International Security

This feature is part of the online resources to accompany the textbook Foundations of International Relations.

Security is a unifying component in each of the global issues we face in the world today, and for that reason a central theme in International Relations. It is also a contested concept that has occupied minds for thousands of years. The central debate is whether security should be about protecting the state or the individual – or both. Extending that, another question emerges as to who, or what, should provide security. For example, should this power remain with states or should it be relocated in whole, or in part, to international organisations?

Traditionally, International Relations emphasised the security of the state, marking a clear preference when answering the question of who, or what, should be ‘secure’ in the global system. This is broadly referred to as ‘national security’. Repeated episodes of human suffering have caused scholars and practitioners to take stock and ask whether human suffering might be more important. When attempting to draw up an internationally recognised framework to answer such problems, such as the Responsibility to Protect, there comes embedded within such initiatives an unavoidable challenge to sovereignty. This is controversial considering that sovereignty is the bedrock of the global system. Yet it also indicates the gradual evolution of how sovereignty works, inspired in part by debates around the changing definitions of security that have been explored in this chapter. Security may still be about bombs and borders, but it can be about bodies too. By stressing the individual level as opposed to the state level, this interpretation is referred to as ‘human security’. The central debate within defining security therefore is one that has at its origins a levels of analysis issue.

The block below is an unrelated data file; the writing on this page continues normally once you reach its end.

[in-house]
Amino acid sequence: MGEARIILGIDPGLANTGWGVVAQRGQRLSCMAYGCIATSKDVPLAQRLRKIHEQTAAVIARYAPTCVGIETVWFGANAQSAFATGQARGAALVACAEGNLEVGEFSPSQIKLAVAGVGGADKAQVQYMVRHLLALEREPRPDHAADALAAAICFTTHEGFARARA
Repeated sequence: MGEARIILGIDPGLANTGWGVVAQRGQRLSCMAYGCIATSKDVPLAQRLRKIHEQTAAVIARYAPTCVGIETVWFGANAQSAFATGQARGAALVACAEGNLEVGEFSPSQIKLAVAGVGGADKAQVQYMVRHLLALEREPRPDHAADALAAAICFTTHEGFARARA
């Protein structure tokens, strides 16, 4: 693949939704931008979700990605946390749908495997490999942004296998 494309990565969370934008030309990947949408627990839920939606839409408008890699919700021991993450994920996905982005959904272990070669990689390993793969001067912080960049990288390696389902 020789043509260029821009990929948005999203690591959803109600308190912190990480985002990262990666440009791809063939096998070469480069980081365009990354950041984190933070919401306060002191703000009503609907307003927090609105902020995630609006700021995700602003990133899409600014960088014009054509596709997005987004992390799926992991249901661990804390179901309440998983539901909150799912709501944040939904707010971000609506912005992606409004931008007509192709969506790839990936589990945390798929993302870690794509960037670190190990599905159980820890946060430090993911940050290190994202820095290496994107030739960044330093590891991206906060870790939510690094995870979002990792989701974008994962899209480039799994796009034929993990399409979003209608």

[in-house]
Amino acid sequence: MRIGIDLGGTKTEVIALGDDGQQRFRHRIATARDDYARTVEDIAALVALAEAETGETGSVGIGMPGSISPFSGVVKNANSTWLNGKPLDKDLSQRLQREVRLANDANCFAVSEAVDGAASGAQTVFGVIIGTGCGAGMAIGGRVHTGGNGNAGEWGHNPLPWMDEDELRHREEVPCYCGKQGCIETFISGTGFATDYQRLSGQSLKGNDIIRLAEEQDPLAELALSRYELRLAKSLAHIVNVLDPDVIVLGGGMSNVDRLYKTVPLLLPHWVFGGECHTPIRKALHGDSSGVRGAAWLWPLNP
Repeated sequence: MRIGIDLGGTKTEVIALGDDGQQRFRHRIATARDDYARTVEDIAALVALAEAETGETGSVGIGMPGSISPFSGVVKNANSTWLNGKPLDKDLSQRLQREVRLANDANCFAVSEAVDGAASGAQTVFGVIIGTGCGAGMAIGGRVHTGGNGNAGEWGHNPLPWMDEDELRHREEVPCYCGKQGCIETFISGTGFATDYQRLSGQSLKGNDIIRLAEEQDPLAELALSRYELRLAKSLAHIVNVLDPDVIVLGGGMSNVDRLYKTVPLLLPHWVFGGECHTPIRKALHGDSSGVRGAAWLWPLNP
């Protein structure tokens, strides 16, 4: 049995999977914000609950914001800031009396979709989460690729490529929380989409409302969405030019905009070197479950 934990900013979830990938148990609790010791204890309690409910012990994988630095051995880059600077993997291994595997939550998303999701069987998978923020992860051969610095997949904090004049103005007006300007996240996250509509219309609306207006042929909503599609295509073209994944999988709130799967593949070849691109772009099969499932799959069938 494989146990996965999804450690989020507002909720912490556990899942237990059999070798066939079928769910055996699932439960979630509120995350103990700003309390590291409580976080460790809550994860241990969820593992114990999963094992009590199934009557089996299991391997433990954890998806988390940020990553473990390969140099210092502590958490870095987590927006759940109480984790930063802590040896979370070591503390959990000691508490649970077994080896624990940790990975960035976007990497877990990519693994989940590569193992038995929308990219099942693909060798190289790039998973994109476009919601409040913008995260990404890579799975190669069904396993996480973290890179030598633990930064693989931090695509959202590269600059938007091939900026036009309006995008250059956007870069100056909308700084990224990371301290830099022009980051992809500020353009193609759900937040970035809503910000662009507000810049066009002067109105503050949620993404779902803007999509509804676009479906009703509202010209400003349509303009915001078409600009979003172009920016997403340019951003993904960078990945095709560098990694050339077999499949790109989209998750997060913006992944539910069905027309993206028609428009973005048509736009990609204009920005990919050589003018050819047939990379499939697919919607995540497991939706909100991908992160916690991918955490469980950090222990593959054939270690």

Text adapted from Jester, Natalie in McGlinchey, Stephen. 2022. Foundations of International Relations. London: Bloomsbury.

Below is a collection of multimedia resources that help unpack, and explain the importance of security in International Relations

General overviews on security

Advanced debates on security

Further Reading on E-International Relations

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